Two important topics have been framed for debate in the country: public debt and management of land. Ideally, the two are not new but are being debated in a new context.
For example, a lot of borrowing to finance infrastructural projects such as power dams and roads has happened in the last few years in anticipation of an oil boom.
The oil boom hasn’t happened yet, but the country is required to begin and continue repaying the debts and the interest accumulated. The country’s financial situation is being made worse by the need for our revolutionary leader to finance his lifestyle and rent support.
That is the context under which you must understand the recent request to borrow Shs 736 billion by the usually-casual Finance minister Matia Kasaija.
For example, before driving to Kiboga to celebrate the removal of presidential age limits from our constitution, each of the 317 NRM MPs was given Shs 60 million. This comes to Shs 19 billion.
In the same week, the revolutionary gave the NRM secretariat Shs 20 billion to meet salaries of party workers who had not been paid for the last nine months.
NRM secretary general Kasule Lumumba says the money given to them was only enough for salaries of seven months. In simple terms, the revolutionary is required to pay Shs 2.8 billion every month to NRM employees, if you divide Shs 20 billion by seven months. That is why many have been laid off.
Most of the individuals that starved themselves almost to death during the five-year Luweero guerilla war because of a common ideological belief have been purged or left the ‘bus’ by themselves. You now have a new breed threaded together by money and the revolutionary knows it.
To meet the financial needs of these new breed of NRM supporters and leaders, the revolutionary has increased the allocations to departments that he singlehandedly controls.
For example, his residence’s (State House) budget has grown from less than Shs 100 billion five years ago to nearly Shs 250 billion.
This financial year 2017/18, State House was allocated (actually it allocated itself) Shs 230 billion but it has returned to parliament to solicit permission to spend more! To be specific, State House wants Shs 16 billion more.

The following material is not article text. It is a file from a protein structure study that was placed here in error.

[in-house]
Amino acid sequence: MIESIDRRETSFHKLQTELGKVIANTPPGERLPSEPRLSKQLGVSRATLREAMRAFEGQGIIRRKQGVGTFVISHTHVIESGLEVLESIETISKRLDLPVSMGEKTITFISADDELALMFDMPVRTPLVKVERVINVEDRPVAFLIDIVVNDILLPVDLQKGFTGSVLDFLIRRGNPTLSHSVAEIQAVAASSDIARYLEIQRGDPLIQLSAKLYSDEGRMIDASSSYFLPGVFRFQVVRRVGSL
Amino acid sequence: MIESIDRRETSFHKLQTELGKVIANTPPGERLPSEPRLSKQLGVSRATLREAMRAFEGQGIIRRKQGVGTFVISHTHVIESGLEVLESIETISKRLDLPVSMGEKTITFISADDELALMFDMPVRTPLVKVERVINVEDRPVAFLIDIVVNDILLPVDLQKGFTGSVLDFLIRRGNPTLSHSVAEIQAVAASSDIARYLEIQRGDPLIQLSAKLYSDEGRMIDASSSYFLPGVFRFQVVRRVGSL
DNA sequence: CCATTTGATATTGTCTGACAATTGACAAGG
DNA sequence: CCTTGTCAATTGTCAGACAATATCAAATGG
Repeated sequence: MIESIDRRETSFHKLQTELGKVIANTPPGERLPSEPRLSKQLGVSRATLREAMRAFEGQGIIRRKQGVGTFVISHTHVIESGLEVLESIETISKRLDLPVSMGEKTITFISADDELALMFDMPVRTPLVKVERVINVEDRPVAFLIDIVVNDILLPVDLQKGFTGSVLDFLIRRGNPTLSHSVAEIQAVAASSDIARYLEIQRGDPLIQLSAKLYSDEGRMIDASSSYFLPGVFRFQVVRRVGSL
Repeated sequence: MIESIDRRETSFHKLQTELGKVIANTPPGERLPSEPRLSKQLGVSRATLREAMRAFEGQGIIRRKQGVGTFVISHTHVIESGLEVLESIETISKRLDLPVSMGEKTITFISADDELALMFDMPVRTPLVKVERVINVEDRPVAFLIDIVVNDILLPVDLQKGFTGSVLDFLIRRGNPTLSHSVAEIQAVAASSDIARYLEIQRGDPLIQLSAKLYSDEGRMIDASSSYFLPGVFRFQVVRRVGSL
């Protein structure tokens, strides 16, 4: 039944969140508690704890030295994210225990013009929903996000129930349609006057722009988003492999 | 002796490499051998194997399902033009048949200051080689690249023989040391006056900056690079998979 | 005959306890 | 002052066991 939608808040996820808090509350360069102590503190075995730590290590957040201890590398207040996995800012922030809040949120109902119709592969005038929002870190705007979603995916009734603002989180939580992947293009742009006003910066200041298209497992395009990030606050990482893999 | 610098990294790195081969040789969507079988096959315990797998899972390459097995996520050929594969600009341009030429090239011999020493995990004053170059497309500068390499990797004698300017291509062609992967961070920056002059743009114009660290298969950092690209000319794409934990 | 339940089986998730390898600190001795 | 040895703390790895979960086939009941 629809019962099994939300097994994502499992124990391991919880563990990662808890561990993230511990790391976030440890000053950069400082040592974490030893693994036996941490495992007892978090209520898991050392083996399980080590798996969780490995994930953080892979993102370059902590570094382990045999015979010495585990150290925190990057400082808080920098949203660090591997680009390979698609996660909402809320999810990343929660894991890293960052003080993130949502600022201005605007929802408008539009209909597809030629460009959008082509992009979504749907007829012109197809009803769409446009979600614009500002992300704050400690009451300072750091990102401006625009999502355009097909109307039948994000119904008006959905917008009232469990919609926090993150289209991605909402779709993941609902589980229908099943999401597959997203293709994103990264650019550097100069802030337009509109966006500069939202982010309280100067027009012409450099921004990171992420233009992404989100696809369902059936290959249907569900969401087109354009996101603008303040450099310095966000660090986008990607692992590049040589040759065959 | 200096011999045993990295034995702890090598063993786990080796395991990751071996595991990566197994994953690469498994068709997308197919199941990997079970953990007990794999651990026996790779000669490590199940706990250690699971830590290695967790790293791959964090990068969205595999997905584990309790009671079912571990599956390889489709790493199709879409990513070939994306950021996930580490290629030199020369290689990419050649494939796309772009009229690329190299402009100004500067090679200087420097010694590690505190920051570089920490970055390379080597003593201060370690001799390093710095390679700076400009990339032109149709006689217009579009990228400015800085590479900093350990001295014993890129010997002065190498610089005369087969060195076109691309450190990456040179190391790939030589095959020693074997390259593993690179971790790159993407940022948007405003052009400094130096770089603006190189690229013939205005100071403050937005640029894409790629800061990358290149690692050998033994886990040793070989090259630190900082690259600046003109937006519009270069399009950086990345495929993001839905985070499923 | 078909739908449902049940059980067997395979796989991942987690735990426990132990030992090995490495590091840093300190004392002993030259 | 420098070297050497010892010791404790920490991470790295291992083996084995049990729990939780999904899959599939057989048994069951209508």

Out of this Shs 16 billion, classified expenditure accounts for Shs 13 billion and the rest will be used to finance valuation of land in Amuru district and development of an anti-tick vaccine. Yes, State House develops vaccines!
These are the sort of things for which Finance minister Kasaija wants permission from parliament to borrow from commercial banks. You certainly know how expensive borrowing from commercial banks is.
So far, government has borrowed Shs 12 trillion from commercial banks and pension funds. That is why next year’s budget is more about paying debts.
The government has presented a budget of Shs 29.2 trillion for processing in parliament. The bigger part of this budget (Shs 15 trillion) will be financed by local revenue through URA. The rest of the money will be borrowed.
What the country should know is that next year we will spend Shs 3.4 trillion on debt repayment. Interest alone, which we will still repay next year, is Shs 2.7 trillion.
By December 2015, the country’s external debt stood at $9.66 billion (Shs 35 trillion) while domestic debt (money borrowed from commercial banks and pension funds) stood at Shs 9.8 trillion.
Today, domestic debt is at Shs 12 trillion, domestic arrears (money owed to suppliers) is at Shs 2.7 trillion and I think external debt is about $12 billion (Shs 43 trillion).
This is what should worry every citizen, especially leaders. But instead of organizing a retreat to discuss a national crisis, NRM MPs descended on Kiboga to roast goats, dance and plan for a referendum to increase the tenure of their master from five to seven years. The economy has slowed down and we are in for hard times.
Finally on land, I want to applaud Justice Catherine Bamugemereire’s probe committee. It has exposed a racket of well-connected people who are stealing public and private land.
My only worry is that some of its recommendations are rolling back all its achievements. I don’t know why the commission thinks Mailo land tenure and district land boards should be abolished.
There are areas in Uganda especially in the north where land is owned by clans. In Buganda, the equivalent of communal (clan) land, the 9,000 square miles, is what is now in the control of district land boards and has unfairly been converted into freehold. That is why for us in Buganda, we are still demanding for the 9,000 square miles.
By its recommendation, the probe committee wants management of this land vested in the Museveni government. This is absurd because land managed by Museveni has been parceled and donated to his cronies under the guise of investment.
I fear the Bamugemereire commission might be helping Museveni achieve what he has all along failed through legislation. Of course such recommendations would require constitutional changes.
The author is Kira Municipality MP and opposition chief whip in parliament.